In her Bollywood debut “Qarib Qarib Singlle”, actress Parvathy portrayed an everyday girl most contemporary Indian women would relate to. She feels Indian cinema needs more representation of such reality to make it “relatable for everyone”. An interview by Niveditha
In her Bollywood debut “Qarib Qarib Singlle”, actress Parvathy portrayed an everyday girl most contemporary Indian women would relate to. She feels Indian cinema needs more representation of such reality to make it “relatable for everyone”.
“There is a massive lack of representation in the stories told in our cinema these days. We must bridge that gap so that it becomes more relatable for everyone. There are a million stories to tell and we shouldn’t get stuck in stereotypes. There is no scope of growth that way,” Parvathy told in an e-mail interview from Bengaluru.
The film, co-written and directed by Tanuja Chandra, features Parvathy as Jaya Shashidharan, a widow, who lives alone and works at an insurance company. Along the way, she meets Yogi (Irrfan Khan) via an online dating website. They travel together and fall for each other.
Parvathy is currently being featured as one of the women changemakers in Season 3 of Levi’s #IShapeMyWorld campaign, which highlights stories of those who took their chances and beat the odds.
From facing the casting couch to carving a niche in the southern film industry and eventually making her way to Bollywood, Parvathy has come out stronger to shape her world.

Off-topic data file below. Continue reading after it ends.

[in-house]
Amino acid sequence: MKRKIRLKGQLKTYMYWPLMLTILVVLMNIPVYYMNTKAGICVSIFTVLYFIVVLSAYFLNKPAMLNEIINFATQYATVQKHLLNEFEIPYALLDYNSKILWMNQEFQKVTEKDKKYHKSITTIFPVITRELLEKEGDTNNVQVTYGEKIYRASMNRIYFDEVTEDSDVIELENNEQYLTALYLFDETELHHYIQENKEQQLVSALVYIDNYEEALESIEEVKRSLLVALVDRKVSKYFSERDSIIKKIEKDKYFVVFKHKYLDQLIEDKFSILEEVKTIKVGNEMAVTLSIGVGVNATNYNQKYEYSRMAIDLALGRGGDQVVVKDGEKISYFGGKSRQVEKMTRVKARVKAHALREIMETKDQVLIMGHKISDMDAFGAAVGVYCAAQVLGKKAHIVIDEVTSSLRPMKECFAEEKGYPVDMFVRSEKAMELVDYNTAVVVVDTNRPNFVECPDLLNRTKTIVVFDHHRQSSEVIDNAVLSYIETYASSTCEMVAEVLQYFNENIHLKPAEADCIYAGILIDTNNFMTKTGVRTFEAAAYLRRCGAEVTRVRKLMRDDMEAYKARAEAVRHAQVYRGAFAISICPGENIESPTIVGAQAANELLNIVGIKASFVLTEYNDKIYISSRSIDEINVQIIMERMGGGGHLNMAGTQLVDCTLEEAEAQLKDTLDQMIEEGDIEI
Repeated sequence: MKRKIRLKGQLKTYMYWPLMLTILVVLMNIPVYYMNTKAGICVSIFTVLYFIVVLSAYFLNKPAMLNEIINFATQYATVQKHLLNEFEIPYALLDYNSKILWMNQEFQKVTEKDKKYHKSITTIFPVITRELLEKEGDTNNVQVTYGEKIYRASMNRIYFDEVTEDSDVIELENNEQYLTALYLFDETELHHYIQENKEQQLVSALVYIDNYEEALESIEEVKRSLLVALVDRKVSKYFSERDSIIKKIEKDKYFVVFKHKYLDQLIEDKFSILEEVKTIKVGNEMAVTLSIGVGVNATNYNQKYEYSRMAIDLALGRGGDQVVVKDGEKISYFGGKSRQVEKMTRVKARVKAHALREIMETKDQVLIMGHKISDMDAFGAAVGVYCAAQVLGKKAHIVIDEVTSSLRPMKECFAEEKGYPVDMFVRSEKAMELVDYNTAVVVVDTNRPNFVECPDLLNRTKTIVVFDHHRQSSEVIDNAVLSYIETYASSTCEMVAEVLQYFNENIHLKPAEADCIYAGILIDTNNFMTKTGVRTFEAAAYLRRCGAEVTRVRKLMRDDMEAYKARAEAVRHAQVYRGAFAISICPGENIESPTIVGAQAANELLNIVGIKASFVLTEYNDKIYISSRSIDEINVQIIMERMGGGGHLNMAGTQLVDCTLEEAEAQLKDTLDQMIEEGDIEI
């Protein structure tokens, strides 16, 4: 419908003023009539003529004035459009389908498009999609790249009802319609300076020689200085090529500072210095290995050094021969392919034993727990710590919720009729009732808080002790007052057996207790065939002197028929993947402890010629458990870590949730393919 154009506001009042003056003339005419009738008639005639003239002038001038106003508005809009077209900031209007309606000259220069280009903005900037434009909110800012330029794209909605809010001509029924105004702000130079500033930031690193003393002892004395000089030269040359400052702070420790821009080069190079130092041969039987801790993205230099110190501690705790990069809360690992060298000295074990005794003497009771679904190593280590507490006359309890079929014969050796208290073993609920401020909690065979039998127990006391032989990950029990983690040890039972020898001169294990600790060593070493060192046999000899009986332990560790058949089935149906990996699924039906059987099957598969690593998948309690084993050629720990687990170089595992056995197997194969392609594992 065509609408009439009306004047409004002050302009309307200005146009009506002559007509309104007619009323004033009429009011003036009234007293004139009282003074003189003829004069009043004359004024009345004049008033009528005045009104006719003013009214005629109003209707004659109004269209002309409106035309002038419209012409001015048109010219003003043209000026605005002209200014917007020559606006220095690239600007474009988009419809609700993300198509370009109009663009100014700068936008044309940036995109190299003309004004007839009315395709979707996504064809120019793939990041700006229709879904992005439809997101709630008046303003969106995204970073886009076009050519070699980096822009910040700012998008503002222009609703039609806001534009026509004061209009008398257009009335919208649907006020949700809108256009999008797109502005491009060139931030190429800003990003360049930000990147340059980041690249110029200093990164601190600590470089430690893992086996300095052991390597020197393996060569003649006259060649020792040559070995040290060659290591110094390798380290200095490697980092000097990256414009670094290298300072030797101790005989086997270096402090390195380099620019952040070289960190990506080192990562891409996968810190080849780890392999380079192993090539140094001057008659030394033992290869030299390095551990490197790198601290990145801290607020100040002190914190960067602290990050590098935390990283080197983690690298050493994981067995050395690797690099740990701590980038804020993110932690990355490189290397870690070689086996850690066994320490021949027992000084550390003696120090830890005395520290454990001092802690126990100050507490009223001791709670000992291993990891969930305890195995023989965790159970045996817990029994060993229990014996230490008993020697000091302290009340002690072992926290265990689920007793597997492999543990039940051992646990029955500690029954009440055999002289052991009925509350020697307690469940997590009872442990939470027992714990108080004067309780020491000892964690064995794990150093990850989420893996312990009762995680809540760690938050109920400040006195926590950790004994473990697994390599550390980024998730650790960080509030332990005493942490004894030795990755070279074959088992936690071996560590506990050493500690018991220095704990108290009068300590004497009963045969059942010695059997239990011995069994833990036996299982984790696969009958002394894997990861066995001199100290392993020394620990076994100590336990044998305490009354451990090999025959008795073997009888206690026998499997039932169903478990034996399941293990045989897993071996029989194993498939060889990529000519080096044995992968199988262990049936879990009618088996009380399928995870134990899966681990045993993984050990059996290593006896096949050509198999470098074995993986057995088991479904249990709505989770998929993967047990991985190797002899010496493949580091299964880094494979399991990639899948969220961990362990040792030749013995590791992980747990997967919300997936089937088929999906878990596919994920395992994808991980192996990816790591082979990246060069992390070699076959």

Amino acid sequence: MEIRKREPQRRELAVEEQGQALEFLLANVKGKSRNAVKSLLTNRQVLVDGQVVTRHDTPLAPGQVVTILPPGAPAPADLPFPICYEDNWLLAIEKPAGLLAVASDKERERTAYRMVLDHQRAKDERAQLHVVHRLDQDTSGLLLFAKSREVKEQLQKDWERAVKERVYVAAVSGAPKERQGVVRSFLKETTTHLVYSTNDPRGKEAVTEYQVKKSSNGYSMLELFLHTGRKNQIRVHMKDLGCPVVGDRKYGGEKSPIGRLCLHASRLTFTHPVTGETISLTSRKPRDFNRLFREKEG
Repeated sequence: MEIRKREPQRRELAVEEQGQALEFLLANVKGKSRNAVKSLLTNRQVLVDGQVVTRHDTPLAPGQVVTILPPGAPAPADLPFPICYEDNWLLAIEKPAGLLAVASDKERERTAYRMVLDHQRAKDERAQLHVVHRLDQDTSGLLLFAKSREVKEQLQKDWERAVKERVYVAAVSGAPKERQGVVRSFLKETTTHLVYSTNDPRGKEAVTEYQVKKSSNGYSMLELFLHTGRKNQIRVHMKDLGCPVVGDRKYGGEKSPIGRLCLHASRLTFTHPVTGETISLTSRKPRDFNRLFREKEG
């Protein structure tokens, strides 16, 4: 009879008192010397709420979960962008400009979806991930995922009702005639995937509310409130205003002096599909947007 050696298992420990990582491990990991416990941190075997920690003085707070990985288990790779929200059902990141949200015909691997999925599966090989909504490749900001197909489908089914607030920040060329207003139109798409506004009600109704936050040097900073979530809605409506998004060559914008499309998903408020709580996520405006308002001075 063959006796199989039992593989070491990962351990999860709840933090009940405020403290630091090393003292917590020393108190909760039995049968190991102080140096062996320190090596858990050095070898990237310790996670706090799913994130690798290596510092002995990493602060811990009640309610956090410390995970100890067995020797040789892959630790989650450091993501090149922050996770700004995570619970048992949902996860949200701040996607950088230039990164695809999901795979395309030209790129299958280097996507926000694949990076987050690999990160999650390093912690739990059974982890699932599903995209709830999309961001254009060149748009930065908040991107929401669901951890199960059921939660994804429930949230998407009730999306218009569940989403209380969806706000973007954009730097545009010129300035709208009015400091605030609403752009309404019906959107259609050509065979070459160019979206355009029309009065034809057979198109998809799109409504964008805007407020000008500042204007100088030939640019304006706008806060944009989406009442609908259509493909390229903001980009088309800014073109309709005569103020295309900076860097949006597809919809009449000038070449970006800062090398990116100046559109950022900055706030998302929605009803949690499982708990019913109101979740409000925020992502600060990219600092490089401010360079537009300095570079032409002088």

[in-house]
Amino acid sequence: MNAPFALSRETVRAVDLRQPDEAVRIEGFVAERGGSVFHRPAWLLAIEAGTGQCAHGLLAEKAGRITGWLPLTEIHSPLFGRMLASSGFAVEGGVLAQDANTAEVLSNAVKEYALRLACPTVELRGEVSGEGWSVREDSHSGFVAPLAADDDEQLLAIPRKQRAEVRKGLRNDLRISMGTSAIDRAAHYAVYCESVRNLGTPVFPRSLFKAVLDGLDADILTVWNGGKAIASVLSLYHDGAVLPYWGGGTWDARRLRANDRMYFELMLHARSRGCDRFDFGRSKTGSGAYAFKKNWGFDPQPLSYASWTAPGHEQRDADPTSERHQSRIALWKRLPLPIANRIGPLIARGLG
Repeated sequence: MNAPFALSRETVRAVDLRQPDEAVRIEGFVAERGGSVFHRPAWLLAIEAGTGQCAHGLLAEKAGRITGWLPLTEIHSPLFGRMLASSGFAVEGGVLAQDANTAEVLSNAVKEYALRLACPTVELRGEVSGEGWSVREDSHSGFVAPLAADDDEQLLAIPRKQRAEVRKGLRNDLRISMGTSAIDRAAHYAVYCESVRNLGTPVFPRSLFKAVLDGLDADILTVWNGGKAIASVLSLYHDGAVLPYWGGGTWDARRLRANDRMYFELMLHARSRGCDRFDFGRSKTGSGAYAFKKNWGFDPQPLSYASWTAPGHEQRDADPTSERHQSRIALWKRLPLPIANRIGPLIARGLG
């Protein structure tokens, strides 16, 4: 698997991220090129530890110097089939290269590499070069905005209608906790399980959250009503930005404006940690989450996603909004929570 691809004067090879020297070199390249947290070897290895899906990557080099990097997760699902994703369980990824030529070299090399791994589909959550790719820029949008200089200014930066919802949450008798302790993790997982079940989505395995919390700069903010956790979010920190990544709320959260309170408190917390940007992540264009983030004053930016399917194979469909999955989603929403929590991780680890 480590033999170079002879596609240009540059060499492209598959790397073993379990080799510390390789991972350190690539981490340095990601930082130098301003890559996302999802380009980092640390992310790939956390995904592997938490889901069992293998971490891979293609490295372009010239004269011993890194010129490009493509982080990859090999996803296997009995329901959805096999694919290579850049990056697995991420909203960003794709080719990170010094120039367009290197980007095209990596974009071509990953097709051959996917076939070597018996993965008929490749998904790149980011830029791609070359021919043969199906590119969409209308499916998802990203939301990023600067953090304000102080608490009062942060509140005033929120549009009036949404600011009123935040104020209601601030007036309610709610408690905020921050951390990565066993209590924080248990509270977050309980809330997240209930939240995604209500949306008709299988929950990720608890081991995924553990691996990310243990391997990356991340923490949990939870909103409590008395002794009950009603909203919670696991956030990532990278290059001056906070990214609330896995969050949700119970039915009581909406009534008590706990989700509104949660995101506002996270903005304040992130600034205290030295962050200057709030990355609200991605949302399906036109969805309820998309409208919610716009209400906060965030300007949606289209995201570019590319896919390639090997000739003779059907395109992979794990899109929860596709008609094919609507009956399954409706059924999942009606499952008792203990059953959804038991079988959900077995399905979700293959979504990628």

“For a very long time, when someone was abused or harassed or someone was not given their due at work, I thought there was something that was wrong with them, and that they should take the blame. Rather than looking outward, I went (too) through the trauma of constantly trying to find fault with myself even when I knew I had done nothing to deserve it.”
But thanks to “people who were brave enough to share their stories and inform us that it’s not the right way” she stopped doing that. Now, “through my craft… and by ensuring that I am treated with respect and dignity at the workspace” she shapes her own world.
She also views her craft as an actor as an anthropological endeavour.
“It’s a study of human beings. In terms of reflecting on real lives and celebrating only the right things, I hope that, through cinema, women, men and transpeople would feel strongly about challenging the status quo, investigate and find ways to remedy the issues,” she said.
What kind of an influence does she want to be for those who admire her?
“The only kind of influence I want to be on anyone is by being, constantly and consistently, someone who probes herself at every juncture, improves the way in which she functions as a citizen, and questions the status quo… (and helps) in resolving issues as well.
“I want to be an example of this. So my deeds should speak louder than my words. The idea is to not create carbon copies of ourselves, but to accept diversity of thought and action (so that) we can make things better together,” she added.